The U.S. Department of Health and Human Services (DHHS, 2018) recommends a target goal of 75 minutes of vigorous aerobic activity or 150 minutes of moderate aerobic activity each week, or some combination of the two. If you have not been exercising, you may not be able to do a 30-minute brisk walk right away. The CDC notes that just a bit over 22% of Americans are nearly totally inactive (no exercise other than their job for the past 30 days). It’s okay if you have to start slow—begin with 5 or 10 minutes of walking and work your way up. If that is your situation, you are certainly not alone.
Anything that raises your heart rate and keeps it in a training zone will work, whether that is a brisk walk; mowing your yard; or joining friends for a pickup game of basketball, volleyball, or soccer. For more information about appropriate target heart rates, see the CDC’s guide on target heart rates (CDC, 2020).
Walking has many positive outcomes, including increasing fitness and enhancing mood, creativity, and cognitive functioning while lowering risk of heart disease and type 2 diabetes (DHHS, 2018). Erickson et al. (2013) noted that walking at least 1 mile per day at an increased heart rate changes the brain and has also been associated with an increased hippocampus and prefrontal cortex size. In one study, all participants who walked outside could generate high-quality, creative answers to a test question, versus only half of those who remained seated inside. Those who walked indoors on a treadmill scored 60% higher on a test than those who remained seated (Wong, 2014).
As a faculty member, you are likely under a lot of stress and have a constant barrage of high-cognitive tasks, such as reading source material for your course and grading papers. Exercising has a plethora of health-related benefits to help you by facilitating the learning and recall of new information by changing your brain chemistry. Many people find it challenging to find time to exercise. Keep in mind that if exercise increases your mood and increases your cognitive processing, the time spent exercising pays for itself and delivers additional, fantastic life-changing benefits.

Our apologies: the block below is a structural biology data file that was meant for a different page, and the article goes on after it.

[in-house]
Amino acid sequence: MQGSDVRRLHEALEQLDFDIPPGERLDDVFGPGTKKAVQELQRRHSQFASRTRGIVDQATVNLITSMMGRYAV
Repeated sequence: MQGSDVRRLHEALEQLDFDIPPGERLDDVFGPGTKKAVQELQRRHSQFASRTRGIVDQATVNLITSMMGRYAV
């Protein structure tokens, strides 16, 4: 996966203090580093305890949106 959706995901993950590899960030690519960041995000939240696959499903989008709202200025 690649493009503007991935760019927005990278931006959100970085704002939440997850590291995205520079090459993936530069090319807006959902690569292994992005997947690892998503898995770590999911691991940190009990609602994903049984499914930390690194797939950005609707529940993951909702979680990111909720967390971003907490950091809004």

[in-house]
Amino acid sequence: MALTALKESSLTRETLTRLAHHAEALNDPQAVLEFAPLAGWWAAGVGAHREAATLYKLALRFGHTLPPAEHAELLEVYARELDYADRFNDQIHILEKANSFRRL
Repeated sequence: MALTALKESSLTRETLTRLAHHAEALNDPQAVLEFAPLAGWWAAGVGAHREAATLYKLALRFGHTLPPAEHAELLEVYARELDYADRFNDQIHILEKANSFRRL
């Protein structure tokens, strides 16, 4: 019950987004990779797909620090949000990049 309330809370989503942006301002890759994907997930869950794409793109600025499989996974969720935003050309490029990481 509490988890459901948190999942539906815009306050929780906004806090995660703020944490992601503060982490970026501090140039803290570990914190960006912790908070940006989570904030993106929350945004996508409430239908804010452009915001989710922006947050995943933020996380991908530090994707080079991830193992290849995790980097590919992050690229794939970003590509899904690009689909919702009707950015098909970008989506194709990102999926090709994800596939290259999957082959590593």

1. If you exercise regularly, what have you found to best motivate you to regularly engage
in an aerobic activity? If you do not exercise regularly, what is your primary reason for
not engaging in activity?
2. What information from this piece did you find most surprising? Did your preconceptions
change or was the information totally new?
3. Watch the 13-minute TED Talk by Dr. Suzuki at the following address:
https://www.youtube.com/watch?v=BHY0FxzoKZE. What did you find most interesting
or inspiring about the information she presented?
Note: Source material from this article was drawn from Chapter 11 of The New Science of Learning (3rd ed.) (Zakrajsek, 2022).
American Psychological Association. (2020, March 4). Working out boosts brain health.
Centers for Disease Control and Prevention. (2020). Target heart rate and estimated
Centers for Disease Control and Prevention. (2021). Benefits of physical activity.
Department of Health and Human Services. (2018). Physical activity guidelines for Americans
(2nd ed.). U.S. Department of Health and Human Services.
Erickson, K. I., Gildengers, A. G., & Butters, M. (2013). Physical activity and brain plasticity in
late adulthood. Dialogues in Clinical Neuroscience, 15(1), 99–108.
Miranda, M., Morici, J. F., Zanoni, M. B., & Bekinschtein, P. (2019). Brain-derived neurotrophic
factor: A key molecule for memory in the healthy and pathological brain. Frontiers in
Cellular Neuroscience, 13, 363. https://doi.org/10.3389/fncel.2019.00363
Nilsson, J., Ekblom Ö., Ekblom, M., Lebedev, A., Olga, T., Moberg, M., & Lövdén, M. (2020). Acute
increases in brain-derived neurotrophic factor in plasma following physical exercise
relates to subsequent learning in older adults. Scientific Reports, 10.
Oaklander, M. (2016, September 12). The new science of exercise. Time.
Prina, L. L. (2014). Physically fit students do better on academic test scores, says study
funded by a Kansas foundation. Health Affairs Forefront.
TED. (2018, March 21). Wendy Suzuki: The brain-changing benefits of exercise [Video].
van Dongen, E. V., Kersten, I. H. P., Wagner, I. C., Morris, R. G. M., & Fernández, G. (2016).
Physical exercise performed four hours after learning improves memory retention and
increases hippocampal pattern similarity during retrieval. Current Biology, 26, 1722–
Wong, M. (2014, April 24). Stanford study finds walking improves creativity. Stanford News.
World Health Organization. (2022, March 2). COVID-19 pandemic triggers 25% increase in
prevalence of anxiety and depression worldwide. https://www.who.int/news/item/02032022covid19pandemictriggers25increaseinprevalenceofanxietyanddepressionworldwide#:~:text=Wake%2Dup%20call%20to%20all,mental%20health%20services%20and%20support&text=In%20the%20first%20year%20of,Health%20Organization%20(WHO)%20today.
Zakrajsek, T. (2022). The new science of learning: How to learn in harmony with your brain (3rd